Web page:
A competitive relationship in a biological community includes the plant and animal species within the ecosystem that compete over food, territories and mating with the opposite sex. Competition occurs in virtually every ecosystem in nature. This relationship develops when more than one organism in an environment has the same need for resources as another to survive. Competition often results in the survival of the fittest.
When Same Species Compete
Rivalry often occurs between members of the same species within an ecological community, known as intraspecific competition. The most common of the competitive relationships, animals of the same species often live together in the same community. These individuals compete for limited resources like food, shelter and mates.
Intraspecific competition helps nature keep the population under control. When food is limited, the environment can only feed so many individuals of the same species. This results in the survival of the fittest, only those capable of winning against their counterparts survive. Similar regulation occurs when individuals compete over shelter for raising young. This is often occurs with young male lions; Animals that lose are driven from the group and from the area.
When Different Species Compete
Interspecific competition occurs when members of more than one species compete for the same resource. Woodpeckers and squirrels often compete for nesting rights in the same holes and spaces in trees, while the lions and cheetahs of the African savanna compete for the same antelope and gazelle prey.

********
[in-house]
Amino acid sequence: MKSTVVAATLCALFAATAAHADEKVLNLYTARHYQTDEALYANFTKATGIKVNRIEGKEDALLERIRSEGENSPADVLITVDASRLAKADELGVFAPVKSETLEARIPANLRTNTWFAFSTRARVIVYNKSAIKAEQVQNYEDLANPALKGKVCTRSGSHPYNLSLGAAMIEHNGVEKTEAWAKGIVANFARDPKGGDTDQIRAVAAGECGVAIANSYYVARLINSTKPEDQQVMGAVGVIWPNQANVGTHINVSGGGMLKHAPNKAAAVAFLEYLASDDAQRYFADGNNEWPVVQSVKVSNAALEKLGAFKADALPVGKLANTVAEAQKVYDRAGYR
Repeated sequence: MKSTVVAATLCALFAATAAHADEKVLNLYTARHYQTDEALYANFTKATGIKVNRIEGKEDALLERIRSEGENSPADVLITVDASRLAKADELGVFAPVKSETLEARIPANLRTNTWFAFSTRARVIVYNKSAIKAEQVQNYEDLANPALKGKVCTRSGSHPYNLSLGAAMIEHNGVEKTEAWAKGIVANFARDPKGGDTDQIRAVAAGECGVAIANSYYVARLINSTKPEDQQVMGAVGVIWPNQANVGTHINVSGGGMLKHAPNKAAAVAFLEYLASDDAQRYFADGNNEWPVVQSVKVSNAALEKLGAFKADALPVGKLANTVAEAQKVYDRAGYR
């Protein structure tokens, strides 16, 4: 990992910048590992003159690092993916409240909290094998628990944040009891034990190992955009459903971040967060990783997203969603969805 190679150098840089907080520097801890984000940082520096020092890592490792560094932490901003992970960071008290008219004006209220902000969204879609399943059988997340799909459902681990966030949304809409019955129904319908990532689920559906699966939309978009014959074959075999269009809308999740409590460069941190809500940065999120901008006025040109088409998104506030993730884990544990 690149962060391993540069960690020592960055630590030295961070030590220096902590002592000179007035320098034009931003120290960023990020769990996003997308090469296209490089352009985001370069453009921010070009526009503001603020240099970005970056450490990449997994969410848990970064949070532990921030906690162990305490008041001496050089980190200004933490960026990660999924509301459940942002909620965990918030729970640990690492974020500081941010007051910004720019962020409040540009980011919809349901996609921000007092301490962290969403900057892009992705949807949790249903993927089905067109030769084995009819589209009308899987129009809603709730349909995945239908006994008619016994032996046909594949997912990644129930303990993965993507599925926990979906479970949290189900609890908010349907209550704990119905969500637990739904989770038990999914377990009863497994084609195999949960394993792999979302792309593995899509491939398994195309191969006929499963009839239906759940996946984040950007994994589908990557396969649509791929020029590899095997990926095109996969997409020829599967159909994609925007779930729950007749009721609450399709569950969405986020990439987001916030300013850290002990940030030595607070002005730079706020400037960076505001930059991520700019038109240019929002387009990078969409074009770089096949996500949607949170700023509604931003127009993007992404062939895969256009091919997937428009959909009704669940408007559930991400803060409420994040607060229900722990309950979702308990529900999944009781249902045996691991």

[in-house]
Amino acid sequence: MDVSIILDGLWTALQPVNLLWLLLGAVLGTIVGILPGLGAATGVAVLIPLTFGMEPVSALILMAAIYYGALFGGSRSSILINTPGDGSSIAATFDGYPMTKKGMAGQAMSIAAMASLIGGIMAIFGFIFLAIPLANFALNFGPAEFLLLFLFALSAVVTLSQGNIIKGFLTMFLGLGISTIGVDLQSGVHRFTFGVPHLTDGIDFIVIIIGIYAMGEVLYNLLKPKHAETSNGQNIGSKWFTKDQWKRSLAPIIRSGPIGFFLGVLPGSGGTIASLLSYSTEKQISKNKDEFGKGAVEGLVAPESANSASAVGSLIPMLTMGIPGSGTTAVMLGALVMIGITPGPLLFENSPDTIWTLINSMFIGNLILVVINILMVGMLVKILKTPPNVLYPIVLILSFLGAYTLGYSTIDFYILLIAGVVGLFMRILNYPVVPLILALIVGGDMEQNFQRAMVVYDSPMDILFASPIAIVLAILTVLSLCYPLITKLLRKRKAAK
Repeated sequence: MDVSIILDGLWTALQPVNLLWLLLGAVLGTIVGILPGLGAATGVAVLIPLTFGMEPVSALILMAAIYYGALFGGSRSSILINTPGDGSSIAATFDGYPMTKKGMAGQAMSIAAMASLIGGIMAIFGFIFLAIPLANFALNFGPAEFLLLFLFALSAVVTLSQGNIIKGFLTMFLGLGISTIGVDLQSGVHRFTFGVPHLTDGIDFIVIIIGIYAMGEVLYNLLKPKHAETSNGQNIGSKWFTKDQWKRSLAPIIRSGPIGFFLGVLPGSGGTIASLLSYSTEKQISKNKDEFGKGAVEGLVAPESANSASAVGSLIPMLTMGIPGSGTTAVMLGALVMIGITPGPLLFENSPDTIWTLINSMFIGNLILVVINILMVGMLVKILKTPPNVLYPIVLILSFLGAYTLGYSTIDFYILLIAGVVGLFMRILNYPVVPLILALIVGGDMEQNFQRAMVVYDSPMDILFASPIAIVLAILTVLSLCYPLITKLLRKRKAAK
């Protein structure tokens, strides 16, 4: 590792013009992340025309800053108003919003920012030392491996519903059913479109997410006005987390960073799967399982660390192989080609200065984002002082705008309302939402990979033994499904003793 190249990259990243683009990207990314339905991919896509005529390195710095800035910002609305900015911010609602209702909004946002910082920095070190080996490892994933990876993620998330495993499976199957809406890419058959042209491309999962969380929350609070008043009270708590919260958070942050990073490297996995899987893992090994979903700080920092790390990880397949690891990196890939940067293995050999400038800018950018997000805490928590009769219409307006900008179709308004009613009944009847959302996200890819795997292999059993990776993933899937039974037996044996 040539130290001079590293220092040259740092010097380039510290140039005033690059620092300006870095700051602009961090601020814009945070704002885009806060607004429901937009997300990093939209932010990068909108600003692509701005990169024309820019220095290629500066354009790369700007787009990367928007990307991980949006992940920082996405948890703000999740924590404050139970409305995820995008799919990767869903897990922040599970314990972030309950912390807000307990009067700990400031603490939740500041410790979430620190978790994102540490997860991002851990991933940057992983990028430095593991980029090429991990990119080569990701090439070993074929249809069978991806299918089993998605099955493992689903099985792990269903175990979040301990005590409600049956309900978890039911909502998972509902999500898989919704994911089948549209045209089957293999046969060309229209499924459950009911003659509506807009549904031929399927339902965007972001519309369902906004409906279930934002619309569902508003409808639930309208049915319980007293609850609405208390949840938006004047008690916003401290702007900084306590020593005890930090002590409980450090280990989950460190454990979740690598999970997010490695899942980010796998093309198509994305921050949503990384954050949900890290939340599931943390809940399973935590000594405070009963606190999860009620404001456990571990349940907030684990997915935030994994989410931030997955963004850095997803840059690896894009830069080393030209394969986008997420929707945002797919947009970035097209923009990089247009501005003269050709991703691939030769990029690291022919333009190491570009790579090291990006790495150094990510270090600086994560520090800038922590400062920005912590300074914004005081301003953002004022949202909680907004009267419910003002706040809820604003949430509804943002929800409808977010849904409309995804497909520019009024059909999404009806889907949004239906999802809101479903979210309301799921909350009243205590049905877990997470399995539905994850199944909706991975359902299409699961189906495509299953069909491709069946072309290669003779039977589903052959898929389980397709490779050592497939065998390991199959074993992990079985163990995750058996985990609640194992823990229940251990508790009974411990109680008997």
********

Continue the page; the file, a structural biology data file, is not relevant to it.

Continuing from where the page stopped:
Even though individual animals are competing for the same shelter or food, interspecific competition is usually less critical than intraspecific competition. The antelope, for example, is not the lion's only prey. Because of this, the lion can choose to compete for antelope or to look elsewhere. Animals of different species typically compete with each other only for food, water and shelter. But they often compete with members of their own species for mates and territory as well.
Plants also compete for space, nutrients and resources such as water and sunlight. This competition can shape how the ecosystem looks. Taller trees shield a forest's understory -- the ground beneath the forest's tree-top canopy -- from sunlight, making it hard for anything to grow but the most shade-tolerant plants. The life cycles of some plants are also impacted because many shorter plants flower and bear seeds before the leaves of the taller trees are fully developed, which makes it possible for shorter plants to receive sunlight.
Desert plants have developed shallow, far-reaching roots systems to successfully compete for valuable water resources, which is an example of how competition can affect the evolution of a species.
Scientists posit that competitive relationships may at least be partially responsible for the evolutionary process. In natural selection, the individuals of a species best adapted to the environment around them survive to reproduce and pass on the genetics that make them well adapted. Take the giraffe for example, whose evolution of its long neck makes it possible to eat foods with little to no competition. As an herbivore, it completes with other grazing herbivores such as zebras and antelope for food. Giraffes with longer necks are able to reach the leaves of high tree branches, giving them access to more food and a better chance of passing their genetics on to their offspring.